By Andrea Moyer
Imagine you’ve planned an exotic vacation with friends in the beautiful Swiss countryside. You’re stoked, you can’t wait, you’ve planned and saved for this but when you finally arrive, the weather does not cooperate. It rains heavily for days on end, putting a damper on all of the fun, adventurous outdoor activities you’d planned. You’re stuck indoors for the better part of the vacation with nothing to do – no TV, radio, Wi-Fi – nothing. Not even a crossword puzzle. What would you do?
Several days of you and your friends exhausting the supply of reading material and staring at one another quickly loses its appeal, so one of your more flamboyant chums suggests that you each come up with a ghost story of your own and it quickly turns into a contest to see who can come up with the best.
Did you know that in addition to Halloween the fourth Friday in October, or Frankenstein Friday, is also a thing? When we hear the name Frankenstein, we often think of the monster and not its creator, Victor Frankenstein. Still less do we recall the name of the author who first penned Frankenstein, Mary Wollstonecraft Shelley. She produced this work of fiction in 1817 on a dare during a particularly bad spell of weather. Forced indoors, she and her companions, who included her husband, Percy Bysshe Shelley and friend, Lord Byron, entertained each other with German ghost stories. Lord Byron finally challenged the rest of the group to come up with their own ghost story and a new horror fiction was generated. Enjoy these fun facts surrounding one of the most iconic and infamous of monsters!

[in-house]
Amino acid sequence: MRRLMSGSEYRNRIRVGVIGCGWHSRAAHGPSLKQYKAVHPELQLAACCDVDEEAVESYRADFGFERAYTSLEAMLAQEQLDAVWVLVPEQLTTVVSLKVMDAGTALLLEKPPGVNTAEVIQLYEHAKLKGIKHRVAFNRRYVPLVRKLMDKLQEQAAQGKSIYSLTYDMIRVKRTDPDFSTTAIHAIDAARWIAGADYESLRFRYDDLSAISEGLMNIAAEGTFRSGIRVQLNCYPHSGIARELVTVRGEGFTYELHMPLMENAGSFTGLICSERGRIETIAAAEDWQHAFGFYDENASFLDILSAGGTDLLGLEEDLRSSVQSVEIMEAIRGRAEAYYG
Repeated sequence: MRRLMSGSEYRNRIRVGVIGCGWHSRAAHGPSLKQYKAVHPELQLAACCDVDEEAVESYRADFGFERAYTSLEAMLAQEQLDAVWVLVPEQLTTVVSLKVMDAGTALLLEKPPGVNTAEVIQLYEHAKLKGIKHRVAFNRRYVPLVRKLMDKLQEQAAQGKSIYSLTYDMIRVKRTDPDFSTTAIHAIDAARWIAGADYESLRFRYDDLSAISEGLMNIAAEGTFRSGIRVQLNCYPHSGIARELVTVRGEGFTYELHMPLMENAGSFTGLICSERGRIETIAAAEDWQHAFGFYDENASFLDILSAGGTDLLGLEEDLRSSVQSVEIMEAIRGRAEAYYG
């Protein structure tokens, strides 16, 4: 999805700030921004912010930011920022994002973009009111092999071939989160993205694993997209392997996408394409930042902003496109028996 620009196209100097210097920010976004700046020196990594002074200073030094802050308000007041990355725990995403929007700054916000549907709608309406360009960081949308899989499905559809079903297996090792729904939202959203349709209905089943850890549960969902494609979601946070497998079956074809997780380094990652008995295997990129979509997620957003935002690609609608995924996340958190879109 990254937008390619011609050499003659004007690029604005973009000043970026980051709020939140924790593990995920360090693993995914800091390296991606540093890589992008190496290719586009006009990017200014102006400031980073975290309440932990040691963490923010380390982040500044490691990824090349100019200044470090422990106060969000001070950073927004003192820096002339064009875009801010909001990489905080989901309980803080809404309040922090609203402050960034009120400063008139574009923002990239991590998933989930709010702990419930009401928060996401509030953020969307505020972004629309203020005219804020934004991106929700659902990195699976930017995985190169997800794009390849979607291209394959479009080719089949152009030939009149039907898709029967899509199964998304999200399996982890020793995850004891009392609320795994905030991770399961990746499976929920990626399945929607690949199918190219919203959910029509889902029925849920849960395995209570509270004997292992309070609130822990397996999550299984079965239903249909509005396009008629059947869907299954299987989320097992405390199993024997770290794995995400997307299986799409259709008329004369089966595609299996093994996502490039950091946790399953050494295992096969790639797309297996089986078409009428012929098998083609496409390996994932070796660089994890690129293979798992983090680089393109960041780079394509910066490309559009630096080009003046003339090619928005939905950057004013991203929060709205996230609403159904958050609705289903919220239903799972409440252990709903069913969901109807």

- While he’s often been referred to as “Frankenstein”, the monster in Mary Shelley’s story has neither a first nor a last name. He’s simply called “the Creature”.
- The Modern Prometheus was used as a subtitle and refers to the Titan, Prometheus, who had created mankind according to Greek mythology.
- Though many film versions of this story allude to Frankenstein animating the monster using electricity, this was never mentioned in the original novel. It is entirely a Hollywood invention.
- Shelley’s frustration with having no ghost story to present to her companions day after day ceased when she experienced a dream-like vision of what would become her protagonist.
- Mary Shelley started writing Frankenstein at the age of eighteen and was twenty years old at the time of its publication, although it was first published anonymously.